Principles of HACCP

Food Standard and Quality Control

Lesson 30: Hazards Anaysis Critical Control Point (HACCP)

Principles of HACCP

There are seven principles in this approach

  1. Identify potential hazards. Assess the risk (likelihood) of occurrence.
  2. Determine the Critical Control Points (CCPs). Determine steps that can be controlled to eliminate or minimize the hazard.
  3. Establish the criteria (tolerances, target level) that must be met to ensure that CCP is under control.
  4. Establish a monitoring system.
  5. Establish the corrective action when CCP is not under control.
  6. Establish procedures for verification.
  7. Establish documentation and record keeping.

The seven principles, on which HACCP is based, are described as follows:

Principle 1 : Conduct a hazard analysis
Identify the potential hazard(s) associated with food production at all stages, from primary production, processing, manufacture and distribution until the point of consumption. Assess the likelihood of occurrence of the hazard(s) and identify the measures for their control.

Principle I describes where the HACCP team should start. A process flow diagram is put together detailing all the steps in the process, from incoming raw material to the final product. When complete, the HACCP team identifies all the hazards, which could occur at each stage and describes preventive
measures for their control. These may be existing or required preventive measures.

Principle 2 : Determinet he Critical Control Points (CCP)
Determine the points, procedures or operational steps that can be controlled to eliminate the hazard(s) or minimize its (their) likelihood of occurrence. The HACCP team establishes the points where control is critical to managing the safety of the product. These are the critical control point.

Principle 3 : Establish critical limit(s)for preventive measures associated with each identified CCP
The Critical limits describe the difference between safe and unsafe product at the CCP's. These must involve a measurable parameter and may also be known as the absolute tolerance to CCP.

Principle 4 : Establish a system to monitor control of the CCP.
Establish procedures from the results of monitoring to adjust the process and maintain control. The HACCP team should specify monitoring requirements for management of CCP within its critical limits i.e. establish a system to monitor control of the CCP by scheduled testing or observations.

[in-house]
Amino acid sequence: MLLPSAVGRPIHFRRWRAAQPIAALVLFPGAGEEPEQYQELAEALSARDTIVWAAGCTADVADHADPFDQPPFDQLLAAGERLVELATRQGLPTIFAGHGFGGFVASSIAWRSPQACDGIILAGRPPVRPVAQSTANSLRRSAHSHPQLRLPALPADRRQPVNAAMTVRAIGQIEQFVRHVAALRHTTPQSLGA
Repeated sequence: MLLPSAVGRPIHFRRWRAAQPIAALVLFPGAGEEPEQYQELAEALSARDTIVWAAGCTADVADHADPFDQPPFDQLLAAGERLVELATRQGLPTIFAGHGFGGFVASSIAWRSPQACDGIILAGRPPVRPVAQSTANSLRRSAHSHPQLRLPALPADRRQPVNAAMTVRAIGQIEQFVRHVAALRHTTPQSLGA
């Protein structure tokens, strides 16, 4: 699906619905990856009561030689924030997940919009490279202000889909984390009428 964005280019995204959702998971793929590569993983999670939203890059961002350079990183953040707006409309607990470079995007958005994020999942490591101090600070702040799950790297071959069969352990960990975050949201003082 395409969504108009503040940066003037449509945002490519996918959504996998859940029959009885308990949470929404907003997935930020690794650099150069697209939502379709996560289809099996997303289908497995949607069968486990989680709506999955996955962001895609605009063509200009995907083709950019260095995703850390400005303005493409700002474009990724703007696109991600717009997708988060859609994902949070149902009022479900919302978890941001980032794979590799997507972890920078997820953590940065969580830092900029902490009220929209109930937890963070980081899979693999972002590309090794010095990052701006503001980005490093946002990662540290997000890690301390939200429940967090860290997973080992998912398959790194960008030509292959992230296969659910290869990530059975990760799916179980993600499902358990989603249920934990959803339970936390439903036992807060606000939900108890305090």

This will involve specifying monitoring actions along with frequency and responsibility.

Principle 5 : Establish Corrective Actions
Establish the corrective action to be taken when monitoring indicates that a particular CCP is not under control. Corrective action procedures and responsibilities for their implementation need to be specified. This will need action to bring the process back under control and action to deal with product manufactured when the process was out of control.

Principle 6: Establish procedures for verification to confirm that theHACCP system is working effectively.
Verification procedures must be developed to maintain the HACCP system and ensure that it continues to work continuously and effectively. Verification may be broken down into three categories

  1. Validation
  2. Verification
  3. Reassessment
  1. VaIidation
    Test that the process with the Critical Limits prevent, eliminate, or reduce the hazard to acceptable level If a hot deli serving table is to maintain food above 140°F, then validate that it does.
  2. Verification
    Assure that all required information is written down and documented. If cleaning of equipment is stated in the Hazard Analysis, then check that cleaning is done. Do what you say and say what you do.Verify the written statements.
  3. Reassessment
    1. Do at least annually.
    2. Consider potential new hazards.
    3. Examine changes in the preparation, raw materials or raw ingredients, personnel, packaging of the finished product, or any other changes that could affect the hazard analysis.

Principle 7: Establish documentation concerning all procedures and records appropriate to these principles and their application.
Records must be kept to demonstrate that the HACCP system is operating under control and the appropriate corrective action has been taken for any deviation from the critical limits. This will demonstrate safe product manufacture.

Last modified: Wednesday, 22 February 2012, 11:06 AM